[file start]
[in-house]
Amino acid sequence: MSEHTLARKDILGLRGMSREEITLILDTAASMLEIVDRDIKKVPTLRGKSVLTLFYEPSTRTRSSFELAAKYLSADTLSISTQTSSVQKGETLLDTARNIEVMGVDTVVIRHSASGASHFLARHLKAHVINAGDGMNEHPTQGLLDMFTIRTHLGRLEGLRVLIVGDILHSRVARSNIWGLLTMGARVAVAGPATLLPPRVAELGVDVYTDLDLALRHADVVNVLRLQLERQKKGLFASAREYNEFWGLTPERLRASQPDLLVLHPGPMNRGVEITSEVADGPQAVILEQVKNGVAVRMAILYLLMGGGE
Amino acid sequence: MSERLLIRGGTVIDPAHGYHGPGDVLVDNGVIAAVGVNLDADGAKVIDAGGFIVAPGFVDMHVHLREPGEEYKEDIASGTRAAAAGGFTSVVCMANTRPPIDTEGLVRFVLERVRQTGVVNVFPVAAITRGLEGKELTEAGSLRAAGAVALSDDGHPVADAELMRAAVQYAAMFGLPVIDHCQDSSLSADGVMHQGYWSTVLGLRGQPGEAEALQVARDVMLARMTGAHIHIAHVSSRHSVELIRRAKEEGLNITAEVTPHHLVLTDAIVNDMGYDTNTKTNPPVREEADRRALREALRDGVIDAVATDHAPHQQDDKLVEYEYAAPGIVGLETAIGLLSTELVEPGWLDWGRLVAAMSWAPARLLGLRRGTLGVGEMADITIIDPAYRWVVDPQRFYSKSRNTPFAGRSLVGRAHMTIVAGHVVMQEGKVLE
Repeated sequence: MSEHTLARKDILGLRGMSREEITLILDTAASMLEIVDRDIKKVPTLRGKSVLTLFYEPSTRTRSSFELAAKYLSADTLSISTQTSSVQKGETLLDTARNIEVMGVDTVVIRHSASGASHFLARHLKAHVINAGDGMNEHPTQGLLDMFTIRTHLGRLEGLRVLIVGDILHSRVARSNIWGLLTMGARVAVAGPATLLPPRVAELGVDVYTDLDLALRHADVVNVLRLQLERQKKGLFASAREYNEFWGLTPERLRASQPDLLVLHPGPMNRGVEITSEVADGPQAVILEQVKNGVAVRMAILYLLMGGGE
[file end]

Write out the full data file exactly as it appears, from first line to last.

[in-house]
Amino acid sequence: MSEHTLARKDILGLRGMSREEITLILDTAASMLEIVDRDIKKVPTLRGKSVLTLFYEPSTRTRSSFELAAKYLSADTLSISTQTSSVQKGETLLDTARNIEVMGVDTVVIRHSASGASHFLARHLKAHVINAGDGMNEHPTQGLLDMFTIRTHLGRLEGLRVLIVGDILHSRVARSNIWGLLTMGARVAVAGPATLLPPRVAELGVDVYTDLDLALRHADVVNVLRLQLERQKKGLFASAREYNEFWGLTPERLRASQPDLLVLHPGPMNRGVEITSEVADGPQAVILEQVKNGVAVRMAILYLLMGGGE
Amino acid sequence: MSERLLIRGGTVIDPAHGYHGPGDVLVDNGVIAAVGVNLDADGAKVIDAGGFIVAPGFVDMHVHLREPGEEYKEDIASGTRAAAAGGFTSVVCMANTRPPIDTEGLVRFVLERVRQTGVVNVFPVAAITRGLEGKELTEAGSLRAAGAVALSDDGHPVADAELMRAAVQYAAMFGLPVIDHCQDSSLSADGVMHQGYWSTVLGLRGQPGEAEALQVARDVMLARMTGAHIHIAHVSSRHSVELIRRAKEEGLNITAEVTPHHLVLTDAIVNDMGYDTNTKTNPPVREEADRRALREALRDGVIDAVATDHAPHQQDDKLVEYEYAAPGIVGLETAIGLLSTELVEPGWLDWGRLVAAMSWAPARLLGLRRGTLGVGEMADITIIDPAYRWVVDPQRFYSKSRNTPFAGRSLVGRAHMTIVAGHVVMQEGKVLE
Repeated sequence: MSEHTLARKDILGLRGMSREEITLILDTAASMLEIVDRDIKKVPTLRGKSVLTLFYEPSTRTRSSFELAAKYLSADTLSISTQTSSVQKGETLLDTARNIEVMGVDTVVIRHSASGASHFLARHLKAHVINAGDGMNEHPTQGLLDMFTIRTHLGRLEGLRVLIVGDILHSRVARSNIWGLLTMGARVAVAGPATLLPPRVAELGVDVYTDLDLALRHADVVNVLRLQLERQKKGLFASAREYNEFWGLTPERLRASQPDLLVLHPGPMNRGVEITSEVADGPQAVILEQVKNGVAVRMAILYLLMGGGE